[Python-Dev] Pythonic concurrency

Phillip J. Eby pje at telecommunity.com
Thu Sep 29 19:06:29 CEST 2005

At 10:48 AM 9/29/2005 -0600, Bruce Eckel wrote:
>I haven't spent the weekends on the paper yet (but it looks like that
>is what it would take), but I had the impression that they were
>talking about the lock-free techniques such as the ones used in Java
>5. Basically, you start a write operation "in the background" without
>locking the data structure, so reads can continue while the
>calculation is taking place but before the result is committed. When
>the result is ready, an atomic "test and write" operation is used to
>determine whether any other task has modified the value in the
>meantime, and if not to commit the new value. If another task did
>modify the value, then the calculation begins anew.
>That was my take, but I haven't studied everything about STM yet, so
>I'm probably missing something.

No, that's certainly the general idea.  The issue for an imperative 
language like Python is that side-effects are the norm, rather than an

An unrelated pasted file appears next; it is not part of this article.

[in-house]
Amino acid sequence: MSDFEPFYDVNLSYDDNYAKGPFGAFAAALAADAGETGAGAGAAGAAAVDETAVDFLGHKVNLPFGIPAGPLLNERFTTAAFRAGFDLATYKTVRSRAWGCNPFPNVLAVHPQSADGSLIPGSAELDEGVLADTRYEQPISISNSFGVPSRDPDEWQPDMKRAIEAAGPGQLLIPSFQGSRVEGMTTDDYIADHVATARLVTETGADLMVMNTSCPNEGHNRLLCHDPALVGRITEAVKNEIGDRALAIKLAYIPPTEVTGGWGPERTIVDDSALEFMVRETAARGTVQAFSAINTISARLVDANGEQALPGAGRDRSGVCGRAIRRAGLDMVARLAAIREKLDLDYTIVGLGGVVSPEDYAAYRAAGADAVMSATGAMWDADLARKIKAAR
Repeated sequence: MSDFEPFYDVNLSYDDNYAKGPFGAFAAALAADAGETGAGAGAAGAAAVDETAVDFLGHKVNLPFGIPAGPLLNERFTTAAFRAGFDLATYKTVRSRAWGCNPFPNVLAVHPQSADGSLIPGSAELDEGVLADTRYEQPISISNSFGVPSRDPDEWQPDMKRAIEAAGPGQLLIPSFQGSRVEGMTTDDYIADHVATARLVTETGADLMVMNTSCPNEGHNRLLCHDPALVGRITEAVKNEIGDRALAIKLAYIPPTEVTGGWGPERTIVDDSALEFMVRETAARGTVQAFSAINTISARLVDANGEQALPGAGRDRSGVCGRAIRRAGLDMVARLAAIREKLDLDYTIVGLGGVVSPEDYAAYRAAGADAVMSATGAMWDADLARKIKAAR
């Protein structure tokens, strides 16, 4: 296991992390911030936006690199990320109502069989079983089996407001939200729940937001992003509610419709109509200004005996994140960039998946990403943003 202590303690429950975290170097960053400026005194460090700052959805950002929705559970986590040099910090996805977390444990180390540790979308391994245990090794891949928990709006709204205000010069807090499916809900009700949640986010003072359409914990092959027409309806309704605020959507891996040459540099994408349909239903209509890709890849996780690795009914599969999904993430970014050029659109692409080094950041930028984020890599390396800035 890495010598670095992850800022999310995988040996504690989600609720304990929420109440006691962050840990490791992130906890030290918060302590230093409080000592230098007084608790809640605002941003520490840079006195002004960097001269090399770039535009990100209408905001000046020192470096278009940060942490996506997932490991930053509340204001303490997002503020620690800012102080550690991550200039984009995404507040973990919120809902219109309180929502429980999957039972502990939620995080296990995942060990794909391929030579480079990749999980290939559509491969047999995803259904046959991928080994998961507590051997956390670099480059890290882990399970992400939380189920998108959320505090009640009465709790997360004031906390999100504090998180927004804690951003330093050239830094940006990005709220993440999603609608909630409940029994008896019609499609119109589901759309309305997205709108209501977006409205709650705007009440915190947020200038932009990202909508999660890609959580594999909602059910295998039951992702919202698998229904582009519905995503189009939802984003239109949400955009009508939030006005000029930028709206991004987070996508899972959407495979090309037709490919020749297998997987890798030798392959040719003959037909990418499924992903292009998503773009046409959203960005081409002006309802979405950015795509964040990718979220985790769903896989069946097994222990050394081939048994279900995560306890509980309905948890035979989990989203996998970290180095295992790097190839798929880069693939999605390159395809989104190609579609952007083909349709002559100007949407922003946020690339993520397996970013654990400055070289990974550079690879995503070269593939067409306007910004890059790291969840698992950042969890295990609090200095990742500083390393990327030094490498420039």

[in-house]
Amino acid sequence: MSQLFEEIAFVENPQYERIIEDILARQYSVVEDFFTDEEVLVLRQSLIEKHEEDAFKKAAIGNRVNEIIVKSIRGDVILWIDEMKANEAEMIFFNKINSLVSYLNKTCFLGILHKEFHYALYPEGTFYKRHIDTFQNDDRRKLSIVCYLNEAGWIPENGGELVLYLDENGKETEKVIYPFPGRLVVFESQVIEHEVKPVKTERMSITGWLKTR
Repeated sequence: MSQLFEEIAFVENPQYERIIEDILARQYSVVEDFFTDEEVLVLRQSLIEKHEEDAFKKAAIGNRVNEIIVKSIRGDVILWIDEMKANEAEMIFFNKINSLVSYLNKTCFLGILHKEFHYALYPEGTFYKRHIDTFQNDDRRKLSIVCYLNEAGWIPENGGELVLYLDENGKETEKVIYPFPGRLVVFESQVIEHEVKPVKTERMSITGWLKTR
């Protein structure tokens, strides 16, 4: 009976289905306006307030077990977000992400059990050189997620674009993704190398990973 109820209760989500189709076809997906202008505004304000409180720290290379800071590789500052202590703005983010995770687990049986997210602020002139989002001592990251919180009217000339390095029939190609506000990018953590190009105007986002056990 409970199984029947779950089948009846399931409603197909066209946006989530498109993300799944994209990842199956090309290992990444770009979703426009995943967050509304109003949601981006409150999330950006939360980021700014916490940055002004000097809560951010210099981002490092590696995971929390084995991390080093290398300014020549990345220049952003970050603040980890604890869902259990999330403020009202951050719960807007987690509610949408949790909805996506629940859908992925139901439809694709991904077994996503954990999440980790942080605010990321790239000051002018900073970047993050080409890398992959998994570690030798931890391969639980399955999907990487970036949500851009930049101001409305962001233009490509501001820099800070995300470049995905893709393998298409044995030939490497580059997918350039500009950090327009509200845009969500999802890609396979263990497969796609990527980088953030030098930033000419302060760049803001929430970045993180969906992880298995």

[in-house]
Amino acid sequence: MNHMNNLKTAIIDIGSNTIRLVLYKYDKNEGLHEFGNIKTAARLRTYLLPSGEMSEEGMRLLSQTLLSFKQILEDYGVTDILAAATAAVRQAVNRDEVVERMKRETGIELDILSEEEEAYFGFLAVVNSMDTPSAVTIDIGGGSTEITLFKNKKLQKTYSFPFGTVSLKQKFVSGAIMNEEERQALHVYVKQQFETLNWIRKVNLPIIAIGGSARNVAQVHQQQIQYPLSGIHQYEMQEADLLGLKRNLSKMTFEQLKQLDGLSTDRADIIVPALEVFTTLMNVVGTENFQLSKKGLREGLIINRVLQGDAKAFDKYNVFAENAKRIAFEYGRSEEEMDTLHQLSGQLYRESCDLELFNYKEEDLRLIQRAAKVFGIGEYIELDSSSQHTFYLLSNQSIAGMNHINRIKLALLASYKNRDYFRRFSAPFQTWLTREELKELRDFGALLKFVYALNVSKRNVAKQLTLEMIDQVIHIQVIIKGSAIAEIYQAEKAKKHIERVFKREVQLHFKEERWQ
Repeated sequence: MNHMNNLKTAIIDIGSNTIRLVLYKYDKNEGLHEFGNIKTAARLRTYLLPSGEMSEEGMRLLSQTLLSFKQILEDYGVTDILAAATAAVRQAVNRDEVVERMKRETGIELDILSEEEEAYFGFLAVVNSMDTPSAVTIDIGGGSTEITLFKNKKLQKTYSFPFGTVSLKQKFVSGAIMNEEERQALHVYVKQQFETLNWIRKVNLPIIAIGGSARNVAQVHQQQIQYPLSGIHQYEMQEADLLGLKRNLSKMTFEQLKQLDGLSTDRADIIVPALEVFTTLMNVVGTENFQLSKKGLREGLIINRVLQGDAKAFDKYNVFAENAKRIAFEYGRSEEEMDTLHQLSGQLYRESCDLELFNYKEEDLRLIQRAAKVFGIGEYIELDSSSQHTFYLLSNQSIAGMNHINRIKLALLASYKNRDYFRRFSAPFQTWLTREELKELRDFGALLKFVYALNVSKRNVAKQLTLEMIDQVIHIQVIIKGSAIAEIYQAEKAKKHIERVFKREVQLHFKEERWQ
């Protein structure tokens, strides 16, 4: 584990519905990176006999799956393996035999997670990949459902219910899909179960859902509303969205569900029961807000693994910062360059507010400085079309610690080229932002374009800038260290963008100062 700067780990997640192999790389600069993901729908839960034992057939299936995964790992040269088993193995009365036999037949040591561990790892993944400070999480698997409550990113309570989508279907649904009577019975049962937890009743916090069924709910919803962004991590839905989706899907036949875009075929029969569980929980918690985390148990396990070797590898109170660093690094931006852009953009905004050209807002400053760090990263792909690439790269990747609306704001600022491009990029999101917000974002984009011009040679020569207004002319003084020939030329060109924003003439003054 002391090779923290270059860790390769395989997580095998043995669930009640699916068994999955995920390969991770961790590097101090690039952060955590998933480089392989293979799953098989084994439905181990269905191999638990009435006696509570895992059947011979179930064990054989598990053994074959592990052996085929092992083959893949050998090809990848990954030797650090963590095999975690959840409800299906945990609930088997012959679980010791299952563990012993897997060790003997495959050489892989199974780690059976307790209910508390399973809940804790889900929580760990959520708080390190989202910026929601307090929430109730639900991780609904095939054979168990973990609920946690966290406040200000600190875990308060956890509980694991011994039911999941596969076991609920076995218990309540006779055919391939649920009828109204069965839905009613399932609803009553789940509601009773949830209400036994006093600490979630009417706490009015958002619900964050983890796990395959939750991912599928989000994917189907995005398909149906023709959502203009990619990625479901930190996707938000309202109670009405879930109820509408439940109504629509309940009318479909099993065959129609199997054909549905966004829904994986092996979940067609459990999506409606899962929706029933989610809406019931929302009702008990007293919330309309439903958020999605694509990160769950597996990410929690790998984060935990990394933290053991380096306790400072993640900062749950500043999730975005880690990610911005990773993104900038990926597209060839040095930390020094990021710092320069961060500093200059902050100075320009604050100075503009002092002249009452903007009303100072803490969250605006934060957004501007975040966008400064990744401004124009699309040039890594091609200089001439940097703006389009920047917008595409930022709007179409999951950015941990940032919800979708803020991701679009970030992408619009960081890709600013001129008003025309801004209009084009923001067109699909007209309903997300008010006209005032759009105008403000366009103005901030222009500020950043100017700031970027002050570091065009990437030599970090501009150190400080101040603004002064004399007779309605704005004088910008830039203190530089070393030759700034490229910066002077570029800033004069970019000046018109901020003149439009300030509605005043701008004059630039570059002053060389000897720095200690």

exception.  The Haskell implementation of the idea effectively relies on 
the fact that in Haskell you have to jump through monadic hoops to get side 
effects, so if you have a low-level transactional memory facility, you can 
create monadic combinators that restrict those side effects to occuring in 
the way you want them to.  This is so utterly alien to Python's execution 
model - or indeed most imperative languages' execution models - that I 
don't see how it can be modelled in Python in a way that retains the 
significant benefits of the approach.

Now, in PyPy, I suppose it might be possible to create a custom 
object-space that works that way, and I hadn't thought of that 
before.  Maybe you should run that paper past one of the PyPy wizards and 
see if you can get them interested in the idea, then stand back and see 
what happens.  :)

>The one thing about this paper is that it seems to be an orthogonal
>perspective to anything about concurrency that *I* have seen before.

Yes - it's dramatically different, and seems like the One True Way to do 
imperative concurrency with side-effects.  Certainly transactions work 
nicely for databases, anyway.  :)

>So with concurrency, I would like to know when I do something wrong,
>but if I am told at runtime that's OK with me as long as I'm told.

Yeah, but in current Python implementations - with the possible exception 
of PyPY - detecting the problem at all is virtually impossible.  PyPy is an 
extensible VM, though, so in principle you could create some kind of 
transactional object space that could keep track of things and tell you if 
you mess up.

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